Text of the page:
Coinbase, the US-based crypto exchange, joined Ripple Labs’ legal battle against the Securities and Exchange Commission (SEC) as the latest organization to support them. The case may conclude by the end of 2023.
Asking The Presiding Judges to file an Amicus Brief
Coinbase’s chief legal officer, Paul Grewal, tweeted on Oct. 31 that the exchange had sought permission from the presiding judge to file an amicus brief, describing the case as a textbook example of the importance of fair notice.
“Earlier today, Coinbase asked Judge Torres for permission to file an amicus brief in the SEC case over XRP (Ripple). Our point in pretty simple: this is a textbook case of just how critical fair notice is any reasonable notice of due process under law,” said Grewal on Twitter.
Earlier today, @coinbase asked Judge Torres for permission to file an amicus brief in the SEC case over XRP. Our point in pretty simple: this is a textbook case of just how critical fair notice is any reasonable notice of due process under law. 1/3 pic.twitter.com/qhSSGrNgJK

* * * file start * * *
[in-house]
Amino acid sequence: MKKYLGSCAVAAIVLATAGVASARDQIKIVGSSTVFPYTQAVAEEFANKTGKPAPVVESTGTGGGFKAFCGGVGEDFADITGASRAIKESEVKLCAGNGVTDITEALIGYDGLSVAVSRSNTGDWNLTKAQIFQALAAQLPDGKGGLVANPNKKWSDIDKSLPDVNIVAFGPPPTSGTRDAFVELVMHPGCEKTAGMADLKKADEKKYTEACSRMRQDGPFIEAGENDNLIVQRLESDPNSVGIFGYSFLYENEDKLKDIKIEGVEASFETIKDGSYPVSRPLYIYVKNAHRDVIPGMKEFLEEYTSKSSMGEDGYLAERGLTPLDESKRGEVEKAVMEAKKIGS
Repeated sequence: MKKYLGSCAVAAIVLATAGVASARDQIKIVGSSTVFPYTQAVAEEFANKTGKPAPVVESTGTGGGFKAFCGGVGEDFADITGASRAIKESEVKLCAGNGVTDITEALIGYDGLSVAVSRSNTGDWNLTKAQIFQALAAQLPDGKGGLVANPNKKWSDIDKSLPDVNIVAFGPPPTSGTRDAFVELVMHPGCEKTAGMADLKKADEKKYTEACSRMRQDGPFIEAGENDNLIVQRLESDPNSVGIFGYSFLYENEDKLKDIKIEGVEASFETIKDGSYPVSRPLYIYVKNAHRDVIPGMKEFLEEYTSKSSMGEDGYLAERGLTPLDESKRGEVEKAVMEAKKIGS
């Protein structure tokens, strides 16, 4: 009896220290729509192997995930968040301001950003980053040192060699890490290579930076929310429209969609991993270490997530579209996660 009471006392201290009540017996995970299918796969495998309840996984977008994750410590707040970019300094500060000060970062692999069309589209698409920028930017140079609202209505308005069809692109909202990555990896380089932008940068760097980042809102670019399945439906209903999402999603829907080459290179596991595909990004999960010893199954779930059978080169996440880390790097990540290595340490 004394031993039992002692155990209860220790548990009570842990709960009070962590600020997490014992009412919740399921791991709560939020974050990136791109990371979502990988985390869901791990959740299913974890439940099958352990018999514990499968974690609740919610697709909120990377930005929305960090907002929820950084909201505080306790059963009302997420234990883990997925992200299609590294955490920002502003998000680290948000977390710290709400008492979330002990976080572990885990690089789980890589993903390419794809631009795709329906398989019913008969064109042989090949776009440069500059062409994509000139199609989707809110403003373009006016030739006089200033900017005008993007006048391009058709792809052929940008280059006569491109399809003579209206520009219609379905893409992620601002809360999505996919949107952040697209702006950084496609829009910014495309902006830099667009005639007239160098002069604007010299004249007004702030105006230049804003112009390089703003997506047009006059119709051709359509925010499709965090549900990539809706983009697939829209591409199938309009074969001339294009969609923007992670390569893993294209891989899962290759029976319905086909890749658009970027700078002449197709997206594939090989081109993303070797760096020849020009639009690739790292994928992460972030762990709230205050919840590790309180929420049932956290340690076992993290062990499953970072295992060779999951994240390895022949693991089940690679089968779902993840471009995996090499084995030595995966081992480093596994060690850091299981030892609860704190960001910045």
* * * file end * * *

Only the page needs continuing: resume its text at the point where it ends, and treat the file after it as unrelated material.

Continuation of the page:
— paulgrewal.eth (@iampaulgrewal) October 31, 2022
Known as a “friend of the court,” amicus briefs contain information or advice relating to a court case from organizations or individuals who are not directly involved.
According to Grewal, authorities are prohibited from condemning conduct for being illegal without first providing fair notice that it is unlawful.
“By suing sellers of XRP tokens after making public statements signaling that those transactions were lawful, the SEC has lost sight of this bedrock principle,” he said.
Another Company Supports Ripple
The non-profit organization Investor Choice Advocates Network and cryptocurrency mobile app SpendTheBits have been granted permission to file amicus briefs in October, and Coinbase will join them if approved.
Additionally, cryptocurrency lawyer John Deaton filed a motion asking for permission to submit an amicus brief on behalf of the decentralized XRP community.
The Blockchain Association also announced its support for Ripple days later, on October 28, by filing an amicus brief, stating that the views of SEC chairman Gary Gensler on securities laws could have a “devastating effect” on the cryptocurrency industry.